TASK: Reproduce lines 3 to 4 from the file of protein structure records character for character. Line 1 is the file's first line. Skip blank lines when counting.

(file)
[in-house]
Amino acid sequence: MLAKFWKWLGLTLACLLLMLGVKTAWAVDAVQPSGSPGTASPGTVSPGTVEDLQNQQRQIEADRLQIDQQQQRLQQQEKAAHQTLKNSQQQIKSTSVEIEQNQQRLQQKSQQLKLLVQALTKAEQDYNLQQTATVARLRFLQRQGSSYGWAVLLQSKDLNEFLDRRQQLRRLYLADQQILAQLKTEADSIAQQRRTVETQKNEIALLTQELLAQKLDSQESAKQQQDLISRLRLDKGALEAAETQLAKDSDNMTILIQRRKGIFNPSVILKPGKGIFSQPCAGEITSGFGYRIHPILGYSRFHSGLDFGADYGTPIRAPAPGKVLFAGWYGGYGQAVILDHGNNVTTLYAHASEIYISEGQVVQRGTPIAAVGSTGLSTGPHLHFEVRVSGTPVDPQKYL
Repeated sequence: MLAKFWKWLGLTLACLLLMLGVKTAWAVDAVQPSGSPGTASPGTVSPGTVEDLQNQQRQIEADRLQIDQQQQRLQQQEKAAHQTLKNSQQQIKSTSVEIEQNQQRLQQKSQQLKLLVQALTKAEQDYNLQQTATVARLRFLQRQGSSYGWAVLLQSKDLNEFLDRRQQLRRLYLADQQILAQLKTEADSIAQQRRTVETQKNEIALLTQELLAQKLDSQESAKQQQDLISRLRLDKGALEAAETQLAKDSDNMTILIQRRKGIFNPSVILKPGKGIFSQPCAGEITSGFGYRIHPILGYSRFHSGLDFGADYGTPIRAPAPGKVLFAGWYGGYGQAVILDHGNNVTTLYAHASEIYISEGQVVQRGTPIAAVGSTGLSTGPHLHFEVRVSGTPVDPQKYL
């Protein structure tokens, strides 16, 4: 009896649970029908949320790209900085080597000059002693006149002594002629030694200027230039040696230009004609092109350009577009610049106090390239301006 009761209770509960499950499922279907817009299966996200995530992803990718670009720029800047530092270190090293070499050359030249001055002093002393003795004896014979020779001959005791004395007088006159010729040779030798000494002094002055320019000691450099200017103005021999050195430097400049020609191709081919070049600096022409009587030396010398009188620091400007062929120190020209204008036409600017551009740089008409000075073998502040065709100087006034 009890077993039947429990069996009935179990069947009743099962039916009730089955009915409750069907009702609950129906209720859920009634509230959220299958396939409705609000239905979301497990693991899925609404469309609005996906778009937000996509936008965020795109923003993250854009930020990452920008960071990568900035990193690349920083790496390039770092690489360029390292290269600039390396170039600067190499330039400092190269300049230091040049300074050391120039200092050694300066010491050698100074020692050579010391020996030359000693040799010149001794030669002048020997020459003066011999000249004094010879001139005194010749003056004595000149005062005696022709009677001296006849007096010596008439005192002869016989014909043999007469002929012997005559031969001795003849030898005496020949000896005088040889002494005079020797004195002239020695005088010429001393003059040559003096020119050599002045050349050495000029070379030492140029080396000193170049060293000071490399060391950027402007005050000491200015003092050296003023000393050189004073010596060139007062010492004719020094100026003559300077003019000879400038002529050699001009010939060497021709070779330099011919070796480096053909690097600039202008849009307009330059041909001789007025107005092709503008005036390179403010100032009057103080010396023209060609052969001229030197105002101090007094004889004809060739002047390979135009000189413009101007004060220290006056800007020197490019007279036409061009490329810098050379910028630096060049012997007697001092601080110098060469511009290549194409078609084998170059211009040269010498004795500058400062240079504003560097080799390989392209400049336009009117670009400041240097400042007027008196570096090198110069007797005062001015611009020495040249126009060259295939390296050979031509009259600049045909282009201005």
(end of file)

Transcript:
Repeated sequence: MLAKFWKWLGLTLACLLLMLGVKTAWAVDAVQPSGSPGTASPGTVSPGTVEDLQNQQRQIEADRLQIDQQQQRLQQQEKAAHQTLKNSQQQIKSTSVEIEQNQQRLQQKSQQLKLLVQALTKAEQDYNLQQTATVARLRFLQRQGSSYGWAVLLQSKDLNEFLDRRQQLRRLYLADQQILAQLKTEADSIAQQRRTVETQKNEIALLTQELLAQKLDSQESAKQQQDLISRLRLDKGALEAAETQLAKDSDNMTILIQRRKGIFNPSVILKPGKGIFSQPCAGEITSGFGYRIHPILGYSRFHSGLDFGADYGTPIRAPAPGKVLFAGWYGGYGQAVILDHGNNVTTLYAHASEIYISEGQVVQRGTPIAAVGSTGLSTGPHLHFEVRVSGTPVDPQKYL
């Protein structure tokens, strides 16, 4: 009896649970029908949320790209900085080597000059002693006149002594002629030694200027230039040696230009004609092109350009577009610049106090390239301006 009761209770509960499950499922279907817009299966996200995530992803990718670009720029800047530092270190090293070499050359030249001055002093002393003795004896014979020779001959005791004395007088006159010729040779030798000494002094002055320019000691450099200017103005021999050195430097400049020609191709081919070049600096022409009587030396010398009188620091400007062929120190020209204008036409600017551009740089008409000075073998502040065709100087006034 009890077993039947429990069996009935179990069947009743099962039916009730089955009915409750069907009702609950129906209720859920009634509230959220299958396939409705609000239905979301497990693991899925609404469309609005996906778009937000996509936008965020795109923003993250854009930020990452920008960071990568900035990193690349920083790496390039770092690489360029390292290269600039390396170039600067190499330039400092190269300049230091040049300074050391120039200092050694300066010491050698100074020692050579010391020996030359000693040799010149001794030669002048020997020459003066011999000249004094010879001139005194010749003056004595000149005062005696022709009677001296006849007096010596008439005192002869016989014909043999007469002929012997005559031969001795003849030898005496020949000896005088040889002494005079020797004195002239020695005088010429001393003059040559003096020119050599002045050349050495000029070379030492140029080396000193170049060293000071490399060391950027402007005050000491200015003092050296003023000393050189004073010596060139007062010492004719020094100026003559300077003019000879400038002529050699001009010939060497021709070779330099011919070796480096053909690097600039202008849009307009330059041909001789007025107005092709503008005036390179403010100032009057103080010396023209060609052969001229030197105002101090007094004889004809060739002047390979135009000189413009101007004060220290006056800007020197490019007279036409061009490329810098050379910028630096060049012997007697001092601080110098060469511009290549194409078609084998170059211009040269010498004795500058400062240079504003560097080799390989392209400049336009009117670009400041240097400042007027008196570096090198110069007797005062001015611009020495040249126009060259295939390296050979031509009259600049045909282009201005």